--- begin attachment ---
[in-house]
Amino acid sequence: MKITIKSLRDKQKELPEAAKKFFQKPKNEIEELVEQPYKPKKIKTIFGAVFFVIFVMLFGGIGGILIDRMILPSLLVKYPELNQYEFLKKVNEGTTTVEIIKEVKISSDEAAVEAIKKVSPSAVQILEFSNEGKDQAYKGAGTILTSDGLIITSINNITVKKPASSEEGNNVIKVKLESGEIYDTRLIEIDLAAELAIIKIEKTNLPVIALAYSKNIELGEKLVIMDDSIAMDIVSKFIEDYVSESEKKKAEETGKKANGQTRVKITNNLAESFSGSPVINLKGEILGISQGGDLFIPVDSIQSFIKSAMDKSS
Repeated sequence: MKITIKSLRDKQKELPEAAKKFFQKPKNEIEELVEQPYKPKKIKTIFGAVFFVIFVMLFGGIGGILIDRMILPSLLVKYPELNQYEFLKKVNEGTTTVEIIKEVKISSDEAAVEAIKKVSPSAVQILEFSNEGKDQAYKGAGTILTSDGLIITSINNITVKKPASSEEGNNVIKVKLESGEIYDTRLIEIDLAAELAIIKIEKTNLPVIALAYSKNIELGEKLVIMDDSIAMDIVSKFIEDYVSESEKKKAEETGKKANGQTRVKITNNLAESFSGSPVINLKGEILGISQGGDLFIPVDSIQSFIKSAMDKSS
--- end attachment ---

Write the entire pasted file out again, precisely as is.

[in-house]
Amino acid sequence: MKITIKSLRDKQKELPEAAKKFFQKPKNEIEELVEQPYKPKKIKTIFGAVFFVIFVMLFGGIGGILIDRMILPSLLVKYPELNQYEFLKKVNEGTTTVEIIKEVKISSDEAAVEAIKKVSPSAVQILEFSNEGKDQAYKGAGTILTSDGLIITSINNITVKKPASSEEGNNVIKVKLESGEIYDTRLIEIDLAAELAIIKIEKTNLPVIALAYSKNIELGEKLVIMDDSIAMDIVSKFIEDYVSESEKKKAEETGKKANGQTRVKITNNLAESFSGSPVINLKGEILGISQGGDLFIPVDSIQSFIKSAMDKSS
Repeated sequence: MKITIKSLRDKQKELPEAAKKFFQKPKNEIEELVEQPYKPKKIKTIFGAVFFVIFVMLFGGIGGILIDRMILPSLLVKYPELNQYEFLKKVNEGTTTVEIIKEVKISSDEAAVEAIKKVSPSAVQILEFSNEGKDQAYKGAGTILTSDGLIITSINNITVKKPASSEEGNNVIKVKLESGEIYDTRLIEIDLAAELAIIKIEKTNLPVIALAYSKNIELGEKLVIMDDSIAMDIVSKFIEDYVSESEKKKAEETGKKANGQTRVKITNNLAESFSGSPVINLKGEILGISQGGDLFIPVDSIQSFIKSAMDKSS